Moto razr 40 Ultra Review : Doing the outer display right

Moto razr 40 Ultra Review : Doing the outer display right
Digit Rating 7.2
  • Best outer display software, Very good performance, Camera quality is awesome
  • Slow charging, Main display is not very bright, Phone seems slightly bent when fully opened

So the Moto Razr 40 Ultra is, hands down, one of the best flip phones out there. I absolutely love how Motorola has done the outer display and this is an implementation that actually will make people flip open their smartphones much less, resulting in better longevity. But then again, if we are talking about longevity, Motorola doesn’t give you the most amount of software updates but at least your phone will last enough to see all the updates.

So Moto Razr is a name all of us resonate with flip phones. The company Motorola has been the champion of flip phones even before the smartphone era, with the famous Moto Razr flip phone that was all the rage back in the 2000s. Now, in the more recent times, the company has tried to go back to its roots with the influx of foldable displays in the last three or four years, bringing back the iconic “Razr” name in a more futuristic shape and form.

This year, the Moto Razr series seems to be more refined than ever, riding largely on the incremental leap we have seen in flip smartphones this year with the larger outer displays that do a lot more. Among this influx of the bigger outer displays, the Moto Razr 40 Ultra has the biggest 3.6-inch AMOLED display that does pretty much everything you can do on a smartphone. But does having a huge outer display make the Moto Razr 40 Ultra the best flip phone out there? Let’s find out in this review:


So design is where the Flip form factor trumps the more traditional glass slab smartphones, and every flip phone so far has been more of a style statement than a gadget so far. However, there are moving parts and that isn’t always good in terms of the design. But we will get to functionality later, first let’s just talk about how the Moto Razr 40 Ultra looks and what we like about the smartphone.

The first thing that catches your attention is the front or outer display, which is a 3.6-inch AMOLED panel with a hole-punch implementation that houses the two primary cameras, along with the LED flash. From the front, the smartphone looks very futuristic. We only see a display with the cutouts for the camera, which looks nice. At the back, we get two options – glass back for the black colour and vegan leather for the red colour. The back is plain, we don’t get much there, but the smartphone looks and feels super premium in the leather back panel. The glass back also feels very nice and premium, but I’m more of a leather back person.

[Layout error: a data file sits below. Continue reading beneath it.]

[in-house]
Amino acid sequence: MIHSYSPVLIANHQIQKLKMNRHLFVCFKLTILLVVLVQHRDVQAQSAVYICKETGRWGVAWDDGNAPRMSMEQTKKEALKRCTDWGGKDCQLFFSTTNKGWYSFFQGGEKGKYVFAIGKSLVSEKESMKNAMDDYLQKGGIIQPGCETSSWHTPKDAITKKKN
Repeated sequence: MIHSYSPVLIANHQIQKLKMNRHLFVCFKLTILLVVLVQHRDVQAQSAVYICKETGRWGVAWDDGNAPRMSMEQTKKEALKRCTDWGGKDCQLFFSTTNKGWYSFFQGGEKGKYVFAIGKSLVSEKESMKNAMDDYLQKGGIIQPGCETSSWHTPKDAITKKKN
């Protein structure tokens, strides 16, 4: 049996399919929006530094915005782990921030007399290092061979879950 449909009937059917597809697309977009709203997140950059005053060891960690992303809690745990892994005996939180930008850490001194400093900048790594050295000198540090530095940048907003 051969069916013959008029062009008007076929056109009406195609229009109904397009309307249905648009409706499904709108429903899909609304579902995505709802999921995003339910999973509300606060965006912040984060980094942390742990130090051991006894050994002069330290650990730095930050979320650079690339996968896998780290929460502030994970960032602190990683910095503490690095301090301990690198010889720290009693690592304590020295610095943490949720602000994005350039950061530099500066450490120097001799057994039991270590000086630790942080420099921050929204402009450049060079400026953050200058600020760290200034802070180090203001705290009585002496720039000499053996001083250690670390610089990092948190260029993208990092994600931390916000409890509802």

Once we flip the screen open, we get a nice 6.9-inch AMOLED display with a rather tall aspect ratio, which makes the smartphone quite unusable with one hand. Here also, the front camera is placed in the middle and we get a nice curved metal frame on all sides.

One thing I didn’t like about the Moto Razr 40 Ultra is that the smartphone doesn’t open completely flat. When we open the smartphone, it appears a bit bent, which is a bit of a bummer. And if you were wondering, the crease is prominent and you will notice it at first. Over time, we’ll know if this turns into an air bubble, but for now, the hinge has been designed in a way that won’t let dust in.

The power button and the volume rockers are placed on the right side of the frame, with the fingerprint sensor integrated into the power button itself. The hinge is good, and Motorola has been able to close the gap between the two flaps so that is good. However, I didn’t find the hinge to be very smooth, since the opening and closing of the smartphone isn’t very smooth and there are two major stops, one around halfway, and one on final stop, where the smartphone opens completely. While I was using the Moto Razr 40 Ultra on its own, this seemed fine, but the moment I got my hands on the Samsung Galaxy Z Flip 5, I understood how good this could have been. Even when closed, the Moto Razr 40 Ultra’s flaps have a bit of a play and move around just a little, so that’s not great.

Overall, this is a very futuristic design from Motorola. It looks and feels super premium in your hands, and the outer display implementation is very futuristic with the full-screen display. I’m not very impressed with the hinge and the opening and closing isn’t as smooth as I first thought, but there is no gap between the two parts of the fold, so that is good.